Ontario launches concussion awareness campaign at U of T event
The Ontario government has a simple message for amateur athletes, children and youth: If you’re hit, stop and sit.
The message is part of a concussion awareness campaign unveiled Monday at the University of Toronto, where researchers have conducted significant research into the issue of concussions in sport and have helped influence policies aimed at their prevention.
The campaign is tied to Rowan’s Law, a piece of concussion-safety legislation that Ontario passed unanimously in 2018 and is named after Rowan Stringer, a 17-year-old rugby player from Ottawa who died after suffering a fatal concussion.
“The Ontario government is protecting amateur athletes by raising awareness about concussion safety,” said Michael Tibollo, the province’s minister of tourism, culture and sport.
“Concussions happen, unfortunately, but knowing what to do if a concussion happens – whether you’re an athlete, a student, a parent, a coach, an official or an educator – can save lives.”
Tibollo was at U of T’s Goldring Centre for High Performance Sport for the official launch of the campaign. He was joined by Lisa MacLeod, the minister of children, community and social services who sponsored Rowan’s Law, Rowan’s father Gordon Stringer and hockey hall of famer Eric Lindros, who is a concussion awareness advocate.
Following the announcement, Tibollo toured the David L. MacIntosh Sport Medicine Clinic, housed on the fourth floor of the Goldring Centre overlooking Varsity Stadium. The clinic has been treating sport-related injuries, including concussions, for over 80 years and benefits from the expertise of staff and faculty, including Doug Richards, the clinic’s medical director and staff physician, as well as an assistant professor in U of T’s Faculty of Kinesiology & Physical Education (KPE), Michael Hutchison, director of the clinic’s concussion program and a KPE assistant professor, and Lynda Mainwaring, an associate professor at KPE who studies the psychological impact of concussions.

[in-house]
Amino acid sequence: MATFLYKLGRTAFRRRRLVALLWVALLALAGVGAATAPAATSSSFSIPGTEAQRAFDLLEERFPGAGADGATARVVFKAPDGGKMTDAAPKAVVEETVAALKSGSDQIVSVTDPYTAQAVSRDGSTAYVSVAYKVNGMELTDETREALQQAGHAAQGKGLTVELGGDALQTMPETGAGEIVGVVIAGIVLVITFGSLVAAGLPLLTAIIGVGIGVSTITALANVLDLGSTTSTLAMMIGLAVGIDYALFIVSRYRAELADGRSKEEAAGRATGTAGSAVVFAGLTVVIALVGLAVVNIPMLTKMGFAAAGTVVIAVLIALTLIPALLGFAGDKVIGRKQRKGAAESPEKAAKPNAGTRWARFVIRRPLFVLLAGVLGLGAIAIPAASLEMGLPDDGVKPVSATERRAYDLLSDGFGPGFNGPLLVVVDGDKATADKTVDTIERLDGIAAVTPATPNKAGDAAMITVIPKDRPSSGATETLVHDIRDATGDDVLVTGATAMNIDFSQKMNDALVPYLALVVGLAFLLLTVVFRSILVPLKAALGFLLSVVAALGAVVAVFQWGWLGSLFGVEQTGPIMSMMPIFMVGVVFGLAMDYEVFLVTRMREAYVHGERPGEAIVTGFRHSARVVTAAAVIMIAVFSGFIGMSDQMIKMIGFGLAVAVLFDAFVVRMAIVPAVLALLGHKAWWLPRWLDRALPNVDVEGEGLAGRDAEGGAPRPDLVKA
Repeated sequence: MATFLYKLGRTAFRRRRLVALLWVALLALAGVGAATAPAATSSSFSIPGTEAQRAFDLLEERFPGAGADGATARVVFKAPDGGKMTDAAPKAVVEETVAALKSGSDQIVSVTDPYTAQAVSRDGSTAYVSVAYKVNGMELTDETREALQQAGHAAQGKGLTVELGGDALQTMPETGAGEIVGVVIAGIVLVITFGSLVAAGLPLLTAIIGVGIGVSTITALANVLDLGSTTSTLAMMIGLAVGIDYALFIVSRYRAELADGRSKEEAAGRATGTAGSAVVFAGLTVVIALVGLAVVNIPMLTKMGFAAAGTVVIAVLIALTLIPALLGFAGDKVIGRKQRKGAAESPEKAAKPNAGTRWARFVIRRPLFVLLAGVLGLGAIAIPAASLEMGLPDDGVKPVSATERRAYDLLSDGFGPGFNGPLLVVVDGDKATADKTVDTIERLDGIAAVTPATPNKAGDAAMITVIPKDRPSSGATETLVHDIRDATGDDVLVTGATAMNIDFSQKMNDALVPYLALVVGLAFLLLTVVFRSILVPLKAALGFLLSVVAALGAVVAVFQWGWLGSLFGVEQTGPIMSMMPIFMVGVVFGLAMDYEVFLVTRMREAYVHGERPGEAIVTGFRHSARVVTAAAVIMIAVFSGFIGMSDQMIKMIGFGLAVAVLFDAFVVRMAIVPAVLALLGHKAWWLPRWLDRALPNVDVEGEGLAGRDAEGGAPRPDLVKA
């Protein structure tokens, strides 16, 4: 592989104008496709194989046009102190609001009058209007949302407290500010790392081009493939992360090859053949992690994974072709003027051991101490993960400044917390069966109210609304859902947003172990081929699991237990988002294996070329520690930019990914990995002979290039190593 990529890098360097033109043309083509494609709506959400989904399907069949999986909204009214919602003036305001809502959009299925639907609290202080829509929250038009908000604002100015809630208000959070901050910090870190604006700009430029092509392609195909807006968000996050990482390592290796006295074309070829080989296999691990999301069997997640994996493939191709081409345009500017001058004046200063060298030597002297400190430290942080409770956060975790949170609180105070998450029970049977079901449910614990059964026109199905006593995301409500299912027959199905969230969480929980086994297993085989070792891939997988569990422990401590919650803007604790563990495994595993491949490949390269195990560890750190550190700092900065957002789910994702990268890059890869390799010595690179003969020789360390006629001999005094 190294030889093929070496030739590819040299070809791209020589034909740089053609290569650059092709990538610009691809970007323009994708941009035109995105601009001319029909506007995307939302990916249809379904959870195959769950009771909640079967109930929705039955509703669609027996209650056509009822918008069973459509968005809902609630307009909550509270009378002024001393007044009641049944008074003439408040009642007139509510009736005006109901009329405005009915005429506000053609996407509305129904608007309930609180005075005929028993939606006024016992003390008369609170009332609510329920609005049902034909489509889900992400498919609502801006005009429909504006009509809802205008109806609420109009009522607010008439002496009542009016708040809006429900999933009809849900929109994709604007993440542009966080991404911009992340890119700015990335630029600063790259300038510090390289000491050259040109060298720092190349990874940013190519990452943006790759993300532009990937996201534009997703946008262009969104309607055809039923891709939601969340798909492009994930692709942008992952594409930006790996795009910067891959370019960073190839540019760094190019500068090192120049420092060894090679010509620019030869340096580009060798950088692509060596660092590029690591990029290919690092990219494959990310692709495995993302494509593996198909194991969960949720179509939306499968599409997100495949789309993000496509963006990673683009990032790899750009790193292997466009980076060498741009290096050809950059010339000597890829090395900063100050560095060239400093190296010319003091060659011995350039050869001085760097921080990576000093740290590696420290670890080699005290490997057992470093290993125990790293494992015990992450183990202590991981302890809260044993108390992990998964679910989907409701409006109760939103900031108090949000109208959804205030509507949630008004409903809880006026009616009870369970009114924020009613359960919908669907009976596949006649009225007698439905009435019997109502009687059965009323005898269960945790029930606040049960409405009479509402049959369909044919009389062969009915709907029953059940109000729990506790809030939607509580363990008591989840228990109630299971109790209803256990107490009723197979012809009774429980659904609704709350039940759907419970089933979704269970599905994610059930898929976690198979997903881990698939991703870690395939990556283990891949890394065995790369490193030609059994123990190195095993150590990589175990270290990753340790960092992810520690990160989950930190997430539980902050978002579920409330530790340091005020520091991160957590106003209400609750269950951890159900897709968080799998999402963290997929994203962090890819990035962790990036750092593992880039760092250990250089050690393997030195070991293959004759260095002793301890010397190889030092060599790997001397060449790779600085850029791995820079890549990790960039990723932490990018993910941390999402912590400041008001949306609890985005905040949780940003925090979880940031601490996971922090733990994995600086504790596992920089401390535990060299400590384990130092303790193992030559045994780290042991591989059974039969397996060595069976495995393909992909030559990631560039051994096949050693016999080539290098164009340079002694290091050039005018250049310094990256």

The new provincial awareness campaign includes a video featuring a young athlete who keeps taking hits to the head during soccer games and eventually collapses on the field. It’s followed by the message: “Don’t risk everything.”
The ad has been playing in cinemas across Ontario and aired during Monday night’s NBA Finals game between the Toronto Raptors and the Golden State Warriors, which drew a record TV audience.
“I am so proud to lend my voice to raising awareness about concussion safety,” Lindros, who experienced the effects of concussion first hand, said in a statement.
“Rowan’s Law is using the slogan ‘Hit-stop-sit’ to encourage kids to stop and sit it out when they get hit in a game. No one should play through a potential concussion.”
The Rowan’s Law awareness campaign encourages coaches, parents and players to move away from a culture that glorifies “warriors” who jump back in the game too soon after a concussion, urging them instead to recognize the serious nature of concussions and the time that is required to treat them.
Sandhya Mylabathula, a PhD candidate in the exercise science program at KPE, and her twin sister Swapna, who is pursuing a PhD degree in the Faculty of Medicine, were consulted on an Ontario policy on concussions that was implemented in public schools and was a precursor to Rowan’s Law.
“There is so much that we can do for mandatory prevention, diagnosis and awareness and seeing some of our recommendations show up in Rowan’s Law is both exciting and timely,” said Sandhya.
“I think it’s great that we have an awareness campaign that’s going to be reaching so many people in all sorts of ways – through video, print and social media. Concussions affect everyone and any awareness helps,” added Swapna.
Other U of T researchers who have made significant contributions to concussion research and policy include Michael Cusimano, a professor in the department of surgery who has been raising awareness about the severity and prevalence of concussions in sport for more than a decade, and Charles Tator, a professor of neurosurgery and director of the Canadian Concussion Centre.
Professor Ira Jacobs, dean at KPE, said he was keen for the faculty to host this event because it exemplifies what all universities should aspire to do.
“That is to expose students to cutting-edge knowledge generated by scientists, but also to teach them to be leaders – to actually apply that knowledge, so that society can make informed choices about policy,” he said.
“What you have done collectively to inform society and to make real change is something deserving of our gratitude.”